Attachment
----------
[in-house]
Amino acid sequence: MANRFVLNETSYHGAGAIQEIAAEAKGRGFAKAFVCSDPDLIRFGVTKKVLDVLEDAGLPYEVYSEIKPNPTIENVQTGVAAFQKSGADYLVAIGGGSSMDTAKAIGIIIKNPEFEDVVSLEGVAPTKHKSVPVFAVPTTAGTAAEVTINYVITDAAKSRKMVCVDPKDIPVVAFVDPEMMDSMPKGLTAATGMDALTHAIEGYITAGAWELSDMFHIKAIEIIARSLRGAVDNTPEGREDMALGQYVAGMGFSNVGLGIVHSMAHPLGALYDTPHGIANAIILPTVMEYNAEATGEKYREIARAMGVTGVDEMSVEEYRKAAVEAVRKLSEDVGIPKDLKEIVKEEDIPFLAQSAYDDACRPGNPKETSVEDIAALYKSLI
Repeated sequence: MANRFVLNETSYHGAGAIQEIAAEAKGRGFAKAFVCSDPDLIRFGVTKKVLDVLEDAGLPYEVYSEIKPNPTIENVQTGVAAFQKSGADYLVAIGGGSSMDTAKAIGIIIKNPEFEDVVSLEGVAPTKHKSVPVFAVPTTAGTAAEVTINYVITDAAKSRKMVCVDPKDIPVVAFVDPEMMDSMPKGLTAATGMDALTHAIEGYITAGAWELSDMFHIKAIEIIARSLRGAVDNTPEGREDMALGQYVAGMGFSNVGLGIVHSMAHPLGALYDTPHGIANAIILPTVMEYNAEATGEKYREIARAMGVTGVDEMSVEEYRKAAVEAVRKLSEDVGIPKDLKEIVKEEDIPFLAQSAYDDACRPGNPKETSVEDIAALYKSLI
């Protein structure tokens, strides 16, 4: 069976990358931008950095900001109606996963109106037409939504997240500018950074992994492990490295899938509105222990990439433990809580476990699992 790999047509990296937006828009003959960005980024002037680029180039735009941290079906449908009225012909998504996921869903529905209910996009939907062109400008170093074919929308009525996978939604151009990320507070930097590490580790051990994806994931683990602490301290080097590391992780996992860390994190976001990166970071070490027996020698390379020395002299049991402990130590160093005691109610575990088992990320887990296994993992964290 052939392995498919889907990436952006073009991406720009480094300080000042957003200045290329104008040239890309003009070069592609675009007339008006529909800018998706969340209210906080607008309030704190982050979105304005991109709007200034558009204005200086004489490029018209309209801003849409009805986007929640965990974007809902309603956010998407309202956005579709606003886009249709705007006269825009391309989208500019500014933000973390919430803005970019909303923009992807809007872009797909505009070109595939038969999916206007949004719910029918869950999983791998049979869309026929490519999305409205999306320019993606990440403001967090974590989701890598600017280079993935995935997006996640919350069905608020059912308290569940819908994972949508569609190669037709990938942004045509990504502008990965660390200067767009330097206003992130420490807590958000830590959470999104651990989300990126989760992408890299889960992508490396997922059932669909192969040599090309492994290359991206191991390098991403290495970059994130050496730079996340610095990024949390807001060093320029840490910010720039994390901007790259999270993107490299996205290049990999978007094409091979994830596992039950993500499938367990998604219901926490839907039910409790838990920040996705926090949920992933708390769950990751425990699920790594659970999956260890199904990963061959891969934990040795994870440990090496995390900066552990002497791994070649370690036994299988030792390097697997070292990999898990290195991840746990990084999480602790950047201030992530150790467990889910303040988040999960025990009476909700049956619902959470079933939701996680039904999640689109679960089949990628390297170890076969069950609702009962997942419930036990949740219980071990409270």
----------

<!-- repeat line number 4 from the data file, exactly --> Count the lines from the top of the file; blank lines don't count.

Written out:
């Protein structure tokens, strides 16, 4: 069976990358931008950095900001109606996963109106037409939504997240500018950074992994492990490295899938509105222990990439433990809580476990699992 790999047509990296937006828009003959960005980024002037680029180039735009941290079906449908009225012909998504996921869903529905209910996009939907062109400008170093074919929308009525996978939604151009990320507070930097590490580790051990994806994931683990602490301290080097590391992780996992860390994190976001990166970071070490027996020698390379020395002299049991402990130590160093005691109610575990088992990320887990296994993992964290 052939392995498919889907990436952006073009991406720009480094300080000042957003200045290329104008040239890309003009070069592609675009007339008006529909800018998706969340209210906080607008309030704190982050979105304005991109709007200034558009204005200086004489490029018209309209801003849409009805986007929640965990974007809902309603956010998407309202956005579709606003886009249709705007006269825009391309989208500019500014933000973390919430803005970019909303923009992807809007872009797909505009070109595939038969999916206007949004719910029918869950999983791998049979869309026929490519999305409205999306320019993606990440403001967090974590989701890598600017280079993935995935997006996640919350069905608020059912308290569940819908994972949508569609190669037709990938942004045509990504502008990965660390200067767009330097206003992130420490807590958000830590959470999104651990989300990126989760992408890299889960992508490396997922059932669909192969040599090309492994290359991206191991390098991403290495970059994130050496730079996340610095990024949390807001060093320029840490910010720039994390901007790259999270993107490299996205290049990999978007094409091979994830596992039950993500499938367990998604219901926490839907039910409790838990920040996705926090949920992933708390769950990751425990699920790594659970999956260890199904990963061959891969934990040795994870440990090496995390900066552990002497791994070649370690036994299988030792390097697997070292990999898990290195991840746990990084999480602790950047201030992530150790467990889910303040988040999960025990009476909700049956619902959470079933939701996680039904999640689109679960089949990628390297170890076969069950609702009962997942419930036990949740219980071990409270």